Try to think of your donors as individuals spending money from their hard-earned paychecks to help your charity’s cause, rather than faceless bank accounts depositing money into your funds each month. 

When you show your donors that you value their continued contributions, they are more likely to keep up their donations month on month. Acknowledging when donors have reached certain milestones in their donations can help to make them feel valued and rewarded for their efforts. 

Systems such as mailing out a personalised thank you card for their contributions at regular intervals, e.g after six or 12 months of continuous donations or around Christmas time, adds a personal touch that helps donors to feel as they are personally making a difference to your charity. 

Personal touches that reward the donor’s loyalty help to humanise your organisation in the donors’ eyes. Meaning, they will likely continue their contributions as they can see the value that it adds to your organisation and the value they receive in return for their loyalty. 

3. Be flexible with subscription changes

People’s financial situation can change in unexpected ways both on an individual level and on a national or global scale. And the COVID-19 crisis has proven that in times of financial uncertainty, charitable giving can be one of the first expenses that people cut. 

Flexible subscriptions and donation scales can be the answer to combatting this cancellation of recurring payments as a result of changes to a donor’s financial circumstances.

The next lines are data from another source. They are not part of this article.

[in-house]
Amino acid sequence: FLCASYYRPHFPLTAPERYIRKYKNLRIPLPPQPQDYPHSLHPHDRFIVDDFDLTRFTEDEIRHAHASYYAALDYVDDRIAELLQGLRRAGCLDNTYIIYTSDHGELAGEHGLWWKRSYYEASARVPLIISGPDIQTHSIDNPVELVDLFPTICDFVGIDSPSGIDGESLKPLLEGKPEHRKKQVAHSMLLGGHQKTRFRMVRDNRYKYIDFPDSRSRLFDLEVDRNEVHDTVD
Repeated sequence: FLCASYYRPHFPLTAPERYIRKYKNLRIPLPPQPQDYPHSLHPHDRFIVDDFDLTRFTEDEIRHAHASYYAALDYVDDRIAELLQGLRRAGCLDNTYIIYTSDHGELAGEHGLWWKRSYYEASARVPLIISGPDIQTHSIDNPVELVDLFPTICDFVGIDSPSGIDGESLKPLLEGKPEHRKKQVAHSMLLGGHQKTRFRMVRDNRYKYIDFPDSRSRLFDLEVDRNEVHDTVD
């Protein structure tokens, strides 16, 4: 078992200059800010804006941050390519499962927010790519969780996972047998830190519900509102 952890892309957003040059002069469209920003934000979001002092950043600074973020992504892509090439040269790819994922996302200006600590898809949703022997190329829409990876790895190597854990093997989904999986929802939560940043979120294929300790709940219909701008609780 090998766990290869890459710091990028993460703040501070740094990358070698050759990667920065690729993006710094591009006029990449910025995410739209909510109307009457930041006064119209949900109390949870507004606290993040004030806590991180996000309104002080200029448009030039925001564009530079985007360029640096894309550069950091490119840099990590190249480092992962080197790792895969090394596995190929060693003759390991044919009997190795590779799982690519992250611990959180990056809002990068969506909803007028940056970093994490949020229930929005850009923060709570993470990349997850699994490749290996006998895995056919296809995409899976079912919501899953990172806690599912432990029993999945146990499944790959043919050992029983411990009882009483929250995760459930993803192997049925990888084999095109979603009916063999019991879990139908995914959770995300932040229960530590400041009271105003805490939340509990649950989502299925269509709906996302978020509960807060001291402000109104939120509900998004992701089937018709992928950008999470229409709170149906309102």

Offering a sliding scale of donation amounts, or allowing donors to adjust their donation frequency can provide a positive solution to changes to their financial circumstances that still allows them to continue donating. 

Many charities employ a recurring payment system that operates on fixed monthly donations of set amounts, usually £3, £5, £10, £15 per month. This allows donors to choose the donation amount that they can afford in relation to their income and other expenses. 

By allowing donors to move between donation amounts as suits their financial position, while continuing their ongoing contract of contributions can help to reduce the amount of recurring payment cancellations your charity receives. 

4. Ask donors to explain their cancellation

Despite your best efforts, it’s inevitable that your charity will still suffer from some recurring payment cancellations from donors. Whether they feel their ideologies no longer align with the charity’s or they are no longer in a strong enough financial position to continue contributing, cancellations are bound to happen. 

While you can’t avoid this, you can use this challenge to work to understand why your donors cancel their recurring payments and then work to address these reasons to avoid future cancellations. 

Whether donors have to speak to your customer services team directly to cancel their contributions or they can end their donations online, deploying a customer survey at the point of cancellation can help you to gather feedback from your cancelling donors.

A few simple questions in an online survey, or a more detailed phone call from a customer services representative can help your charity to gain valuable feedback from your donors. The information you receive from cancelling donors can then inform future strategies and practices to retain recurring payment donors going forwards. 
With these tips, your charity should be able to work to reduce the number of recurring payment cancellations in the charity sector it receives and gain a better understanding of the pain points of donors who do choose to cancel their contributions. This will ultimately help your charity to become more efficient and profitable when handling recurring payments from donors. If you want to find out more about how your charity can benefit from recurring payments, speak to one of our team to see how RSM 2000 can help your charity.